A summary of a classic modernist story
Virginia Woolf (1882-1941) was drawn to railway carriages. In her 1924 essay ‘Mr Bennett and Mrs Brown’, in which she champions a more ‘spiritual’, impressionistic – what we would now call modernist – approach to fiction, in opposition to the more stolidly materialist approach of a popular writer like Arnold Bennett, she presents us with a hypothetical railway journey, outlining the attitude she would take to an imagined female passenger, ‘Mrs Brown’, and how such an attitude differs from that taken by a writer like Bennett. Bennett would be interested in Mrs Brown’s appearance, her occupation, her income; Woolf is interested in what it feels like to be Mrs Brown. In her 1922 novel Jacob’s Room, Woolf once again presents us with a railway carriage scene, this time involving the young Jacob Flanders as he travels to Cambridge to begin his studies there. The older woman who shares the carriage with him tries, and fails, to analyse him. But perhaps Woolf’s greatest railway narrative occurs in ‘An Unwritten Novel’, a 1920 short story she wrote in defence of her new modernist method. It is a story that invites endless interpretation and analysis.
‘An Unwritten Novel’ doesn’t really have a ‘plot’ as such, but its substance can be summarised as follows. The female narrator is travelling on the train from London to the south coast. She is a people-watcher, and takes an interest in her fellow passengers, all of whom are trying to avoid making eye contact with the other people in the carriage. All, that is, except one: a woman sitting across from the narrator, who stares straight ahead, and who, the narrator surmises, harbours some secret. Christening this female stranger ‘Minnie Marsh’, the narrator proceeds to invent a whole life for this unknown woman, based on the look that the narrator reads in her eyes. She builds up a ‘picture’ of the woman: unmarried, childless, going to visit her sister-in-law at Eastbourne. She believes that ‘Minnie’ has committed some sort of crime, memories of which she carries around with her, and decides that the dark secret Minnie carries around with her is that she was negligent when looking after her baby brother, and left him unattended, with the result that he died from scalding. The narrator then invents other personages from Minnie’s life – a travelling salesman who lodges with Minnie’s sister-in-law, whom she names James Moggridge – but struggles to pin them down.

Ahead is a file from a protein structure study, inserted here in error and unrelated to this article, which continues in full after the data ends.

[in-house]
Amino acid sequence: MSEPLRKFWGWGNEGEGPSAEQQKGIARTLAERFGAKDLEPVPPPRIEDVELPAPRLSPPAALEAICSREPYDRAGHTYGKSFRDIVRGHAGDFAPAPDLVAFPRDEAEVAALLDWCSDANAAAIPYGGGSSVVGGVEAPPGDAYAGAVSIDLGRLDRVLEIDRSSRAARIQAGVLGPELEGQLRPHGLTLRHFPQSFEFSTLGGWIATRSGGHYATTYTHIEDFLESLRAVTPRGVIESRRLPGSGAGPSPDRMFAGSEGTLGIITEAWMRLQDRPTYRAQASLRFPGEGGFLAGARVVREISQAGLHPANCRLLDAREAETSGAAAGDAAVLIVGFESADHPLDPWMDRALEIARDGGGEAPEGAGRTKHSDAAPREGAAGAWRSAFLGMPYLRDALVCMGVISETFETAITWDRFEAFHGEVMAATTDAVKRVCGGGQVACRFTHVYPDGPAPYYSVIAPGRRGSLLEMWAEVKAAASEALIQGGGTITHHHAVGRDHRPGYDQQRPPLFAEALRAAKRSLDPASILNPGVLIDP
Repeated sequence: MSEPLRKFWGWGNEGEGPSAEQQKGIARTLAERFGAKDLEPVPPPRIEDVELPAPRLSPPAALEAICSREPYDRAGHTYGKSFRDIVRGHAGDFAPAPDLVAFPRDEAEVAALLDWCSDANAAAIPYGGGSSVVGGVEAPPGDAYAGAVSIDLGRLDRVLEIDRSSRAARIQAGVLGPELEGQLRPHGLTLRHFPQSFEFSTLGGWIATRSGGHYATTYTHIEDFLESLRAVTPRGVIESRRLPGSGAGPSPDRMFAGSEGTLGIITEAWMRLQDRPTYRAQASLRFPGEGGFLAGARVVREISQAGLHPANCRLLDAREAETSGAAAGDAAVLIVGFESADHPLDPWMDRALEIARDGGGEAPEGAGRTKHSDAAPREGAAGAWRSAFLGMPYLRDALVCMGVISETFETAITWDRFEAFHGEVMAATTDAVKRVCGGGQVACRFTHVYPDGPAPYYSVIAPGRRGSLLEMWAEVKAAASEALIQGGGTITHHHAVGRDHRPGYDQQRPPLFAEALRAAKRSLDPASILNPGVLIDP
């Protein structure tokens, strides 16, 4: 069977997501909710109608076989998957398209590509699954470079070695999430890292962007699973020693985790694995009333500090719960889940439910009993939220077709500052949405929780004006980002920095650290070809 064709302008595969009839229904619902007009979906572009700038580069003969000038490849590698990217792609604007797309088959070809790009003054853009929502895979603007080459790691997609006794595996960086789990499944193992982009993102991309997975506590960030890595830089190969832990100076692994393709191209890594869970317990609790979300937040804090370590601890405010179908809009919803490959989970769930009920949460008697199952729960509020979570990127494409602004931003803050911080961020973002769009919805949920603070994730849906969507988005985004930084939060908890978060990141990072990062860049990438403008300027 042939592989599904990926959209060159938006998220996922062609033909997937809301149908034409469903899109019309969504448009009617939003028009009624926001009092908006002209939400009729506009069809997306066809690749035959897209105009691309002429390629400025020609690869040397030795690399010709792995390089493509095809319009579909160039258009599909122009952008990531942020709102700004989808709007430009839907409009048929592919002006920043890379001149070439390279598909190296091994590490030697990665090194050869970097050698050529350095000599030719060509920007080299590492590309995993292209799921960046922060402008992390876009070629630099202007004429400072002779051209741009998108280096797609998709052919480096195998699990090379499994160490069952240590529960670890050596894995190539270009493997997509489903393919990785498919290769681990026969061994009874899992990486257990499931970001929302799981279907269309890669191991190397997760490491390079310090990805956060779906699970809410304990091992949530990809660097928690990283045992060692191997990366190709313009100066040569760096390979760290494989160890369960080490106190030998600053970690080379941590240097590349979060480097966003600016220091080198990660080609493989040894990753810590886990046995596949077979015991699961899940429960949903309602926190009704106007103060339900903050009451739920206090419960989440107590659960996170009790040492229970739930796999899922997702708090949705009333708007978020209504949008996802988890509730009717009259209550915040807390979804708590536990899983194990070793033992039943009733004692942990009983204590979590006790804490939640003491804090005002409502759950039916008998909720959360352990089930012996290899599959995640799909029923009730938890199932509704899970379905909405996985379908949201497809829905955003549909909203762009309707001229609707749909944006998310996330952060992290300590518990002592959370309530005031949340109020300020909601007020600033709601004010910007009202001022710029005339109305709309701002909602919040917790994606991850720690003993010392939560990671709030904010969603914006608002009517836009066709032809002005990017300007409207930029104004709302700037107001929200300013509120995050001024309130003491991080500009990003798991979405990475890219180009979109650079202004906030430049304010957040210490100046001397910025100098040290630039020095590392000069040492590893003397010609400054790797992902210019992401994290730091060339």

But in any event, her analysis of the woman’s life turns out to be wrong: when the train pulls into the station at Eastbourne, the narrator expects that ‘Minnie’ will not be met by anyone, but is surprised to see that Minnie is met at the platform by a young man who appears to be her son. She isn’t childless, after all, and is probably not heading off to stay with her sister-in-law. Woolf’s narrator has got it all wrong. But after lamenting her mistakes for a few moments, she then pulls herself together and celebrates ‘life’ for being so mysterious and elusive: life is far more fascinating and difficult to pin down than her creative flights of fancy had supposed. She is back where she started, but that’s how she likes it: always guessing, always imagining, with real life constantly surprising her and eluding her grasp. The life of the imagination, after all, is what truly matters.